Does that mean that it is easier to cycle if you are small, and that bigger people have more difficulties?
In a controlled condition, the answer is yes, because smaller people experience less wind resistance. But in general they are also less strong. In typical flat-land situations, larger and stronger bikers will have a benefit against the wind.
I commute to Central Copenhagen by bike and it’s less windy as I get surrounded by the buildings. Do buildings in Copenhagen somehow lessen the impact of the wind?
In general, obstacles reduce wind speed. For example, it’s lower in the forest than in a field, and more in the sea than on land. This is because of the so-called ‘roughness length’. In general, buildings also reduce wind speed. However, depending on the wind direction, large buildings can locally redirect the wind, either creating a lee, or speeding up the wind.
If obstacles reduce the wind speed, does that explain why we feel more wind in this flat country?
Yes. Since Denmark has a lot of open fields and coasts, we feel the effect of the wind more. We have many fields with relatively low vegetation like wheat. We also have a lot of coasts: if you are at a coast where you have the wind coming in from the sea you will always have more wind. In western Jutland this effect is very strong because the westerly wind is dominant.
I find it easier to bike in the city. Why is that?
It may be because the other commuters protect you from the strong wind resistance. When the relative wind speed is fast enough that the wind resistance is dominant, having other commuters as a lee helps you a lot with the amplified resistance. This is why racing bikes always go in line. The faster the relative wind is, the better the effect is – hide behind the other commuters when the wind is too strong!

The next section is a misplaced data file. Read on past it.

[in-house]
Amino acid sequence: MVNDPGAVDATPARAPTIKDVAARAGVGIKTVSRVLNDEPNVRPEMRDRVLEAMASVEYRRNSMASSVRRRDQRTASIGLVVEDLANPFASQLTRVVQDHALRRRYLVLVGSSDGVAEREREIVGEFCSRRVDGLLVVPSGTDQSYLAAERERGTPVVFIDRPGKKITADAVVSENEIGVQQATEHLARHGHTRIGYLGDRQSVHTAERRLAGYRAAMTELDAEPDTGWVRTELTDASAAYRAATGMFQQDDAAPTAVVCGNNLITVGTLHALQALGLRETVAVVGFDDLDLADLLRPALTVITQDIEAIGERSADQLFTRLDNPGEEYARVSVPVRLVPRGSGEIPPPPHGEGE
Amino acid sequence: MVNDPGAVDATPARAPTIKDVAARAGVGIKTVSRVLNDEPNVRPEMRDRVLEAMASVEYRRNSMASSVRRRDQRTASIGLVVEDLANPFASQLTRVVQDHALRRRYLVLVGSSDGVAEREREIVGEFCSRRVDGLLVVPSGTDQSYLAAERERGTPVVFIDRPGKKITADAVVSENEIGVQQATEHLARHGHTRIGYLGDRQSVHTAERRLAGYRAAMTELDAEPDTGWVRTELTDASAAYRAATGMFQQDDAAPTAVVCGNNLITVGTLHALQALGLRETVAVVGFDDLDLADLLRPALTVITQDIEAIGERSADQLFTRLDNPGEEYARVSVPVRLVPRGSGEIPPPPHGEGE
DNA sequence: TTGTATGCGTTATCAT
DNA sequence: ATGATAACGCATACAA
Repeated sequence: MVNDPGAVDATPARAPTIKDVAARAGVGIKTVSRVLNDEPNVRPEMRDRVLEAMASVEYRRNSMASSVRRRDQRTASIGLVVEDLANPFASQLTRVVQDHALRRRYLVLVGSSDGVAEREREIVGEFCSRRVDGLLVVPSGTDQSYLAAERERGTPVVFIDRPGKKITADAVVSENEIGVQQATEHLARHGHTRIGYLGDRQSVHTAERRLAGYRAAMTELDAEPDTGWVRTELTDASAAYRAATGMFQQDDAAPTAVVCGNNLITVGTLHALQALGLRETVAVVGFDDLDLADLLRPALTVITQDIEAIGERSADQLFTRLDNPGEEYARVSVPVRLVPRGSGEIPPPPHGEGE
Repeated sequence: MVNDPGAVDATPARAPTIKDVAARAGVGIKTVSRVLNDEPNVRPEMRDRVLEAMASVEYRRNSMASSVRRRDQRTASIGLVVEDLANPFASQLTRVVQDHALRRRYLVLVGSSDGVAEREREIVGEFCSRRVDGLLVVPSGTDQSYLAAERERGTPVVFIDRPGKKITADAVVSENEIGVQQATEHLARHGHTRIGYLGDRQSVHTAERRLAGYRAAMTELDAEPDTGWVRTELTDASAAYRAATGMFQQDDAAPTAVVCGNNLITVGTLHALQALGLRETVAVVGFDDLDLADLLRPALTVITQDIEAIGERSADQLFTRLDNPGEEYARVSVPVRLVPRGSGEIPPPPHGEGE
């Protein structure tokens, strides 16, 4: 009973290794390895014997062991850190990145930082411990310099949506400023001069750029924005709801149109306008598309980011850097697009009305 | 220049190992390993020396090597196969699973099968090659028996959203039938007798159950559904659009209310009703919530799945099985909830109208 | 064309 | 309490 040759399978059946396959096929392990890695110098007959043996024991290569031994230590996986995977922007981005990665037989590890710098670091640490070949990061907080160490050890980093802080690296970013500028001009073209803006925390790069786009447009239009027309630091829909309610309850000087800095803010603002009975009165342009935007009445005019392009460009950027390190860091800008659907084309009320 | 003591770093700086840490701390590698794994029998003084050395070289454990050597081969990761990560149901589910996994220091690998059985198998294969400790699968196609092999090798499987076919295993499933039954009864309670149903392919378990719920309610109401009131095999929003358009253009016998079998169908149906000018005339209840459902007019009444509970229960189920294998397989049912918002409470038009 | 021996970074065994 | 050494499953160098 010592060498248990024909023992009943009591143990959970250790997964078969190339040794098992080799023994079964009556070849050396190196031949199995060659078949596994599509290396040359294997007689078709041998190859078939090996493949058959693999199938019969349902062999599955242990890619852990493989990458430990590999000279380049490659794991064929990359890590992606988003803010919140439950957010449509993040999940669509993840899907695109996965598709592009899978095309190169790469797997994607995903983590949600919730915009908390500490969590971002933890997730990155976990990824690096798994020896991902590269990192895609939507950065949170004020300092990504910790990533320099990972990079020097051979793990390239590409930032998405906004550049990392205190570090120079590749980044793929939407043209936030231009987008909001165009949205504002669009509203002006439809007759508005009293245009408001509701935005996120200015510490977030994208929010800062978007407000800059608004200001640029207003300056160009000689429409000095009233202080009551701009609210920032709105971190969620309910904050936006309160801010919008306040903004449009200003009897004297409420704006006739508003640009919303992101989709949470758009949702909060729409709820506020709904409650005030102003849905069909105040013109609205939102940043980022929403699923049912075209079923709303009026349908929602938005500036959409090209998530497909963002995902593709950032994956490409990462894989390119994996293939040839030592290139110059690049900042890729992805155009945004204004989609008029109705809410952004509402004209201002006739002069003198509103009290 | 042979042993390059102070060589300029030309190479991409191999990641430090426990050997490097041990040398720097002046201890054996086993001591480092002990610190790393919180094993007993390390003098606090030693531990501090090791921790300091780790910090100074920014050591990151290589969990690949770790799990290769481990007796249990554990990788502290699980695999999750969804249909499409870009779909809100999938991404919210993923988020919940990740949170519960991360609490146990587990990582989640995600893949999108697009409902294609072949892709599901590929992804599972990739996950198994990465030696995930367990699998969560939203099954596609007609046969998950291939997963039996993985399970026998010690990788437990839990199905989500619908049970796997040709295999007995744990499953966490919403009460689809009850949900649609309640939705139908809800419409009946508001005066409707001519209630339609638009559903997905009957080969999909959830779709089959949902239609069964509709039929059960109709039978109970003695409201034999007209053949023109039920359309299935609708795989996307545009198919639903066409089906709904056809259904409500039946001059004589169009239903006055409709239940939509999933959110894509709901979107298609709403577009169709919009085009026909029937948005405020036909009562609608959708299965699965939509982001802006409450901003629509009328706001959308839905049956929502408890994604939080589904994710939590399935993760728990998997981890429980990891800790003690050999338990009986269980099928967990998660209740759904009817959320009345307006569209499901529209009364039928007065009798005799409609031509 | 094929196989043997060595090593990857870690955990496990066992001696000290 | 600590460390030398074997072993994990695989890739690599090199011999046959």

Why is the Danish wind so gusty?
It’s quite different from day to day. Some days can be gustier than other days, depending on the weather fronts. On the days when the warm front passes, the wind is relatively stable. And the cold front comes afterwards, when you typically have showers and the wind becomes gustier. It’s more irritating to bike because you need to adjust to the force. And if it’s in town, gusts in different directions can make it more difficult for you to keep your balance. When the wind passes fast over a building it creates turbulence, and sometimes this turbulence can bring down air parcels from aloft where the wind speed is higher, resulting in a strong wind gust.
On a windy day, but not during a storm, our editor’s cargo bike got caught by a gust right next to Copenhagen’s Lakes and ended up being flipped over. What do you think happened?
It could be an example of turbulence bringing down a very fast-moving air parcel from aloft – more quickly than he could react to. Or possibly also a redirection of the wind by a building.
Sometimes I’m scared to bike if it’s too windy. Has the wind ever caused any serious accidents in Denmark?
In the old days, there were of course some accidents like deaths from floods or blackouts due to fallen trees bringing down power lines. Nowadays, storms and hurricanes in general rarely cause casualties. Also, the authorities take care of it. An important part of the work of the Danish preparedness authority, Beredskabet, is to warn you and provide evacuation, if necessary, should the sea level rise above what the dikes can withstand. However, using hand-held smartphones while cycling is more dangerous than the wind. In contrast to the wind, we can easily do something about it. Please do so!